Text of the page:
If Not Drugs, What?
Julian Whitaker, MD
“I firmly believe that if the whole materia medica as used now, could be sunk to the bottom of the sea, it would be all the better for mankind—and all the worse for the fishes.” — Oliver Wendell Holmes (1860)
If the current National Cholesterol Education Program (NCEP) guidelines are fully implemented, 36 million Americans—one in every five adults—will be taking cholesterol-lowering drugs, to the tune of $30 billion a year!
The goal in lowering cholesterol is obviously to reduce the risk of heart disease, which, despite significant declines since the 1960s, remains our number one killer. Yet obsessing about cholesterol levels is not the best way to tackle this problem. And dispensing drugs to a significant portion of our population to address this single risk factor is certainly not the way to go.
Cholesterol Isn’t the Whole Story
The expert panel that developed the NCEP recommendations is afflicted with a common problem in conventional medicine: They can’t see the forest for the trees. While it is true that elevated LDL cholesterol is a proven risk factor for heart disease (and the panel appropriately noted the protective role of HDL cholesterol), it is by no means the only risk factor.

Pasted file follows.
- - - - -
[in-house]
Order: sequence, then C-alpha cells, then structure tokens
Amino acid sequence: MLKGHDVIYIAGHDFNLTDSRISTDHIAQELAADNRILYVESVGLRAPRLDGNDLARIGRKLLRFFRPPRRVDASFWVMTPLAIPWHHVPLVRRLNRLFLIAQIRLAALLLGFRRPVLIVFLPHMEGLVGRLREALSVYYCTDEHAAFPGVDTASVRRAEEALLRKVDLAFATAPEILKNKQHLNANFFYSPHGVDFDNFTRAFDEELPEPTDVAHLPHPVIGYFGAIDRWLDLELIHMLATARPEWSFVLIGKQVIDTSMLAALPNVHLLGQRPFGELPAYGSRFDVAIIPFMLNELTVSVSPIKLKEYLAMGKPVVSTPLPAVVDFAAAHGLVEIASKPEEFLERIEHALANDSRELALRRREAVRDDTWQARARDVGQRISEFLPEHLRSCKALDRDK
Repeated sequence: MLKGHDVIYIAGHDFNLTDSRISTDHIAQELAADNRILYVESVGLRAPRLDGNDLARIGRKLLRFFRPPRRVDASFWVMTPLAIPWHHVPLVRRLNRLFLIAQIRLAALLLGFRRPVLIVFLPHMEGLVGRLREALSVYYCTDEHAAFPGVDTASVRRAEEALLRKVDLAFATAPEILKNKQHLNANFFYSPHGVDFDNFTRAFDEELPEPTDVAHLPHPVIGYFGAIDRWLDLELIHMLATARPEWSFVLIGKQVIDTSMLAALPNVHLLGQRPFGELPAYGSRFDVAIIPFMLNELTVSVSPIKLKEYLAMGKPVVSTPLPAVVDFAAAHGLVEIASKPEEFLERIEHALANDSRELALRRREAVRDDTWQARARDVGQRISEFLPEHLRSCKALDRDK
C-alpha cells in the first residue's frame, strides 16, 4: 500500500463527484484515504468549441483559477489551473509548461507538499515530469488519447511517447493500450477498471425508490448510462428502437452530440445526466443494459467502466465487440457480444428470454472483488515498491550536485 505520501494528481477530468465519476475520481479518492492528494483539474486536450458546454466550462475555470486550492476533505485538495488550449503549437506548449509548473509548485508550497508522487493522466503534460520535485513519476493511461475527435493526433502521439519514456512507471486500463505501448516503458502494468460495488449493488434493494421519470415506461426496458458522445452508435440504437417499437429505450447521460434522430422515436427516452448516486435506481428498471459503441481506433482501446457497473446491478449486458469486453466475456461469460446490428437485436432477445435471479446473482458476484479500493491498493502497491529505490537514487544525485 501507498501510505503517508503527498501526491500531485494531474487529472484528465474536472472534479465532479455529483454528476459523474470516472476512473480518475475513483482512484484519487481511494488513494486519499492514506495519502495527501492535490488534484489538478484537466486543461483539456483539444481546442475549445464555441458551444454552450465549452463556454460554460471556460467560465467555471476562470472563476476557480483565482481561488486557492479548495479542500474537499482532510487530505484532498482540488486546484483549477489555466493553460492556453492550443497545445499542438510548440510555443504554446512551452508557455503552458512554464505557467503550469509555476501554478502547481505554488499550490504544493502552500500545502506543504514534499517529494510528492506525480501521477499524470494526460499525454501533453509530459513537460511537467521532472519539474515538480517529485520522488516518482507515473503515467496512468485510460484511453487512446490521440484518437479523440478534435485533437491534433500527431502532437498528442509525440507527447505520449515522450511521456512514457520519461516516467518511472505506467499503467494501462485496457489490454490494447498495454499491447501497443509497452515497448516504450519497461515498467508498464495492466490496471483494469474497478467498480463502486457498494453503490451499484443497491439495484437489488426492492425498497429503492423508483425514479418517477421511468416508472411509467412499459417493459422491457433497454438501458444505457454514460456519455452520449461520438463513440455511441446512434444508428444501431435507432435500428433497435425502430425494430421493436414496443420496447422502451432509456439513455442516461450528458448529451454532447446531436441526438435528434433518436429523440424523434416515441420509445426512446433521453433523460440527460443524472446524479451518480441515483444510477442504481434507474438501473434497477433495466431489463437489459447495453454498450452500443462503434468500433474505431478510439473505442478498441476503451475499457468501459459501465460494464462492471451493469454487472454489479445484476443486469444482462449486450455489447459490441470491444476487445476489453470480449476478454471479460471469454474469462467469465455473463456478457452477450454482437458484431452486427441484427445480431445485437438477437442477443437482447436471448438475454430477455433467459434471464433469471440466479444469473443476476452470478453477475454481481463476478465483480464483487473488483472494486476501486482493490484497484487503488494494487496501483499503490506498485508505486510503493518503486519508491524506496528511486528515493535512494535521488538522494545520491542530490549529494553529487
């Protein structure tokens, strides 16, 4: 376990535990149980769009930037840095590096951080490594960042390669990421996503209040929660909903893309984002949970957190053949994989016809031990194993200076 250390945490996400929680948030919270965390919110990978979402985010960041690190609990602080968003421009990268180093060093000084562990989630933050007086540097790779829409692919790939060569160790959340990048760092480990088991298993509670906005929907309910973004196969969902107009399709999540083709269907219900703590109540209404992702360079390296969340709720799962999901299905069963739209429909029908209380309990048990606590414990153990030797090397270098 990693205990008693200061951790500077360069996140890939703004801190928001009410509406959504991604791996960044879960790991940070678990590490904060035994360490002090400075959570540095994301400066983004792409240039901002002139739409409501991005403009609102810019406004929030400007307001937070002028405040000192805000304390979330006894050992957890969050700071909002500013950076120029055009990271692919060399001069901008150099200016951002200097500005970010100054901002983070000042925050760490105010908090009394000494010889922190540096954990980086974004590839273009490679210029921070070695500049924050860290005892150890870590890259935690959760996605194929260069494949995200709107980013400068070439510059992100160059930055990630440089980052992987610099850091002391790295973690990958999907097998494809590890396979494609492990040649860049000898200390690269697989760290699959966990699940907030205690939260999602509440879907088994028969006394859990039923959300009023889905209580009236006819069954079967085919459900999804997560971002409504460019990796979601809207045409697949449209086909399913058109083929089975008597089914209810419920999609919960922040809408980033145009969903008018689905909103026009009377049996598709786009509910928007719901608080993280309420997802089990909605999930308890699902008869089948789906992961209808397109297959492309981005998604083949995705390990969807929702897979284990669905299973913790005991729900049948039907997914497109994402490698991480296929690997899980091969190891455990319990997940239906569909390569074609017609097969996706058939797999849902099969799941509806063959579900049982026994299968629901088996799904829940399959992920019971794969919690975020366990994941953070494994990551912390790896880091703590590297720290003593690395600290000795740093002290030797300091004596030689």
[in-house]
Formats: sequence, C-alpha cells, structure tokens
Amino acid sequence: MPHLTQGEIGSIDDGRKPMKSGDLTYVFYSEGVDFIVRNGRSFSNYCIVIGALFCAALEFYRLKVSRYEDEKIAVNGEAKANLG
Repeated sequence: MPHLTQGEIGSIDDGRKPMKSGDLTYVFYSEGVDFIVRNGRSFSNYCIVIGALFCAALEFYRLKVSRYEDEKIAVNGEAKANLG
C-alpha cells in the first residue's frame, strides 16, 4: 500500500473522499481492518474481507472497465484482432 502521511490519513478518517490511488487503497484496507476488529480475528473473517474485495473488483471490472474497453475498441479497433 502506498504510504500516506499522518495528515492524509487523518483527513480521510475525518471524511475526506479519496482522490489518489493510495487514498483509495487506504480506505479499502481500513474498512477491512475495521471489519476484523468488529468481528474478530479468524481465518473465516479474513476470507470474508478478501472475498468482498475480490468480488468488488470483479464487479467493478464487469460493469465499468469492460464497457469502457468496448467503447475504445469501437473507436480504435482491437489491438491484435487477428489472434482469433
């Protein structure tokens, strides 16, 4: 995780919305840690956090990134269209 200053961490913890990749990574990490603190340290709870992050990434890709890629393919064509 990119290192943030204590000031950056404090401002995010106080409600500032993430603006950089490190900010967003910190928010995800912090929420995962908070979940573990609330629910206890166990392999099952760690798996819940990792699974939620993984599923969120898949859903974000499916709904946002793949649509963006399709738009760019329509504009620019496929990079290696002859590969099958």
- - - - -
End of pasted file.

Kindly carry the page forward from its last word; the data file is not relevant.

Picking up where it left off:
Fully half of all patients who suffer a heart attack have normal cholesterol levels. Other, perhaps more important determinants of heart disease risk include elevated levels of homocysteine and lipoprotein(a), inflammation, abnormal clotting factors, and low antioxidant status.
Nowhere in these guidelines is there any mention of the importance of folic acid and vitamins B12 and B6, which keep homocysteine levels in check and have been proven to reduce risk of heart attack and stroke. Nor is there an emphasis on the role of antioxidants in preventing LDL cholesterol from damaging the arteries. By concentrating solely on cholesterol—and emphasizing drugs to lower it—these heart disease “experts” have lost sight of the big picture.
The Rest of the Story
If you came to the Whitaker Wellness Institute with heart disease or high cholesterol, we would start you on an intensive lifestyle program of diet, exercise, and supplemental nutrients aimed at lowering not only your cholesterol but also other risk factors for heart disease. The benefits of these safe, natural therapies are vastly underestimated. In order for you to get a sense of their staggering potential, consider these things.